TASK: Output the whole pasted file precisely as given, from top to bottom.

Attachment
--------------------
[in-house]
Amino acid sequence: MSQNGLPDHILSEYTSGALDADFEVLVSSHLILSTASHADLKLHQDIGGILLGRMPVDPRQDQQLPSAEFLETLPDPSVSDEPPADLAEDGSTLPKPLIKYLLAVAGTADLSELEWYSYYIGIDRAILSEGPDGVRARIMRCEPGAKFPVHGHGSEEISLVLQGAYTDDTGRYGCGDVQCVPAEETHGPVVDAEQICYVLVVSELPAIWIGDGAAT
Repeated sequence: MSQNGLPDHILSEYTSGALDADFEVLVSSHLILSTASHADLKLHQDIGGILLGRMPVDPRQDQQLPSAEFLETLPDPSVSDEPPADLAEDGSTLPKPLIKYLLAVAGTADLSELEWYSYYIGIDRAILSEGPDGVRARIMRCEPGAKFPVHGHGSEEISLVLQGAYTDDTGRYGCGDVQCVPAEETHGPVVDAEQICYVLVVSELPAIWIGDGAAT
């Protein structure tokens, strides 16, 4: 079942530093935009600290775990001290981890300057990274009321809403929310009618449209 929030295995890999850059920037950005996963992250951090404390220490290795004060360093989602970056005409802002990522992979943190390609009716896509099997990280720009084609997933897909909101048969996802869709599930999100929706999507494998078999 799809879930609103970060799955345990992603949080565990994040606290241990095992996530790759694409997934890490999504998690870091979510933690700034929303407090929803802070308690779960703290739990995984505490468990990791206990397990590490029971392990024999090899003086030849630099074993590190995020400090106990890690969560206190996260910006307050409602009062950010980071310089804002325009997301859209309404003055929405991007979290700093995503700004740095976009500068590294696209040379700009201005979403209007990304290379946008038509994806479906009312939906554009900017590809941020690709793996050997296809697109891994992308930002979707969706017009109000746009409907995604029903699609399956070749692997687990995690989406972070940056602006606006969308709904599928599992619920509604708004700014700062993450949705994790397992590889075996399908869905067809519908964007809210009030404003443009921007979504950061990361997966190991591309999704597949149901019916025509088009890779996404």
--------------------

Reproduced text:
[in-house]
Amino acid sequence: MSQNGLPDHILSEYTSGALDADFEVLVSSHLILSTASHADLKLHQDIGGILLGRMPVDPRQDQQLPSAEFLETLPDPSVSDEPPADLAEDGSTLPKPLIKYLLAVAGTADLSELEWYSYYIGIDRAILSEGPDGVRARIMRCEPGAKFPVHGHGSEEISLVLQGAYTDDTGRYGCGDVQCVPAEETHGPVVDAEQICYVLVVSELPAIWIGDGAAT
Repeated sequence: MSQNGLPDHILSEYTSGALDADFEVLVSSHLILSTASHADLKLHQDIGGILLGRMPVDPRQDQQLPSAEFLETLPDPSVSDEPPADLAEDGSTLPKPLIKYLLAVAGTADLSELEWYSYYIGIDRAILSEGPDGVRARIMRCEPGAKFPVHGHGSEEISLVLQGAYTDDTGRYGCGDVQCVPAEETHGPVVDAEQICYVLVVSELPAIWIGDGAAT
């Protein structure tokens, strides 16, 4: 079942530093935009600290775990001290981890300057990274009321809403929310009618449209 929030295995890999850059920037950005996963992250951090404390220490290795004060360093989602970056005409802002990522992979943190390609009716896509099997990280720009084609997933897909909101048969996802869709599930999100929706999507494998078999 799809879930609103970060799955345990992603949080565990994040606290241990095992996530790759694409997934890490999504998690870091979510933690700034929303407090929803802070308690779960703290739990995984505490468990990791206990397990590490029971392990024999090899003086030849630099074993590190995020400090106990890690969560206190996260910006307050409602009062950010980071310089804002325009997301859209309404003055929405991007979290700093995503700004740095976009500068590294696209040379700009201005979403209007990304290379946008038509994806479906009312939906554009900017590809941020690709793996050997296809697109891994992308930002979707969706017009109000746009409907995604029903699609399956070749692997687990995690989406972070940056602006606006969308709904599928599992619920509604708004700014700062993450949705994790397992590889075996399908869905067809519908964007809210009030404003443009921007979504950061990361997966190991591309999704597949149901019916025509088009890779996404």